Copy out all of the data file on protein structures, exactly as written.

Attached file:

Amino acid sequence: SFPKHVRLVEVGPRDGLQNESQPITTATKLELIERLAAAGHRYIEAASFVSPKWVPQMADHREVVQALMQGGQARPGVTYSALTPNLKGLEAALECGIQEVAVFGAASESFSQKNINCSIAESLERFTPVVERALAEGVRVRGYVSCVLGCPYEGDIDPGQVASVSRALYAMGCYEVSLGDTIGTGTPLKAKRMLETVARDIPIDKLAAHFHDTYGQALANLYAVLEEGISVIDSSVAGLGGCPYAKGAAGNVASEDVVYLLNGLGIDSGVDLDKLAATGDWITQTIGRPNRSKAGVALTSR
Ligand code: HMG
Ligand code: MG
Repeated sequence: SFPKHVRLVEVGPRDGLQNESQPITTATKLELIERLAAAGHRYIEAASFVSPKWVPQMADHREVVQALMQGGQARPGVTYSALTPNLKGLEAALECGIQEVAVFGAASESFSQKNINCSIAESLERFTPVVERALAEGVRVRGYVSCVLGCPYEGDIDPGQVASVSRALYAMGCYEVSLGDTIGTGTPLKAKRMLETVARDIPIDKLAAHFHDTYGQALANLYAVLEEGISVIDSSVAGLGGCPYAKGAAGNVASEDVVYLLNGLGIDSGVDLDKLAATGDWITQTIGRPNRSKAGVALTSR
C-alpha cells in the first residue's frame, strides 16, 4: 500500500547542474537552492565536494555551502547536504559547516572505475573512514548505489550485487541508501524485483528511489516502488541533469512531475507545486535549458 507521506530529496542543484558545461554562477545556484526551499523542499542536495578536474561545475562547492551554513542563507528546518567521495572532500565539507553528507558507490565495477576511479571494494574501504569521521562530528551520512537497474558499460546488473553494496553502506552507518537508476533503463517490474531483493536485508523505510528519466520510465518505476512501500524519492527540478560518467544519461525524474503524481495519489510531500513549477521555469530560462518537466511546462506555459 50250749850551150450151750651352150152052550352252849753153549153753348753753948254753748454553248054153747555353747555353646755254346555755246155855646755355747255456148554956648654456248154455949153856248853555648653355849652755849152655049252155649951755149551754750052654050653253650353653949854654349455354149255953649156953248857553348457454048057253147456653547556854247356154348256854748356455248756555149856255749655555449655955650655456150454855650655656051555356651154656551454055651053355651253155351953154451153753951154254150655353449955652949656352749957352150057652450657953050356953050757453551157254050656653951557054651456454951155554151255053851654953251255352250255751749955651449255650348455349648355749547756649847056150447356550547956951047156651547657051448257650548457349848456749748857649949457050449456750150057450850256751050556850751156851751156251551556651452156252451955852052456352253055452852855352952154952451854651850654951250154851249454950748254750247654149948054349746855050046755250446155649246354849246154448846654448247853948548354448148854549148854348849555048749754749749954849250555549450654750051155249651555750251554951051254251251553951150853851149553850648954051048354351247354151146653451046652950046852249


Amino acid sequence: SFPKHVRLVEVGPRDGLQNESQPITTATKLELIERLAAAGHRYIEAASFVSPKWVPQMADHREVVQALMQGGQARPGVTYSALTPNLKGLEAALECGIQEVAVFGAASESFSQKNINCSIAESLERFTPVVERALAEGVRVRGYVSCVLGCPYEGDIDPGQVASVSRALYAMGCYEVSLGDTIGTGTPLKAKRMLETVARDIPIDKLAAHFHDTYGQALANLYAVLEEGISVIDSSVAGLGGCPYAKGAAGNVASEDVVYLLNGLGIDSGVDLDKLAATGDWITQTIGRPNRSKAGVALTSR
Ligand code: HMG
Ligand code: MG
Repeated sequence: SFPKHVRLVEVGPRDGLQNESQPITTATKLELIERLAAAGHRYIEAASFVSPKWVPQMADHREVVQALMQGGQARPGVTYSALTPNLKGLEAALECGIQEVAVFGAASESFSQKNINCSIAESLERFTPVVERALAEGVRVRGYVSCVLGCPYEGDIDPGQVASVSRALYAMGCYEVSLGDTIGTGTPLKAKRMLETVARDIPIDKLAAHFHDTYGQALANLYAVLEEGISVIDSSVAGLGGCPYAKGAAGNVASEDVVYLLNGLGIDSGVDLDKLAATGDWITQTIGRPNRSKAGVALTSR
C-alpha cells in the first residue's frame, strides 16, 4: 500500500547542474537552492565536494555551502547536504559547516572505475573512514548505489550485487541508501524485483528511489516502488541533469512531475507545486535549458 507521506530529496542543484558545461554562477545556484526551499523542499542536495578536474561545475562547492551554513542563507528546518567521495572532500565539507553528507558507490565495477576511479571494494574501504569521521562530528551520512537497474558499460546488473553494496553502506552507518537508476533503463517490474531483493536485508523505510528519466520510465518505476512501500524519492527540478560518467544519461525524474503524481495519489510531500513549477521555469530560462518537466511546462506555459 50250749850551150450151750651352150152052550352252849753153549153753348753753948254753748454553248054153747555353747555353646755254346555755246155855646755355747255456148554956648654456248154455949153856248853555648653355849652755849152655049252155649951755149551754750052654050653253650353653949854654349455354149255953649156953248857553348457454048057253147456653547556854247356154348256854748356455248756555149856255749655555449655955650655456150454855650655656051555356651154656551454055651053355651253155351953154451153753951154254150655353449955652949656352749957352150057652450657953050356953050757453551157254050656653951557054651456454951155554151255053851654953251255352250255751749955651449255650348455349648355749547756649847056150447356550547956951047156651547657051448257650548457349848456749748857649949457050449456750150057450850256751050556850751156851751156251551556651452156252451955852052456352253055452852855352952154952451854651850654951250154851249454950748254750247654149948054349746855050046755250446155649246354849246154448846654448247853948548354448148854549148854348849555048749754749749954849250555549450654750051155249651555750251554951051254251251553951150853851149553850648954051048354351247354151146653451046652950046852249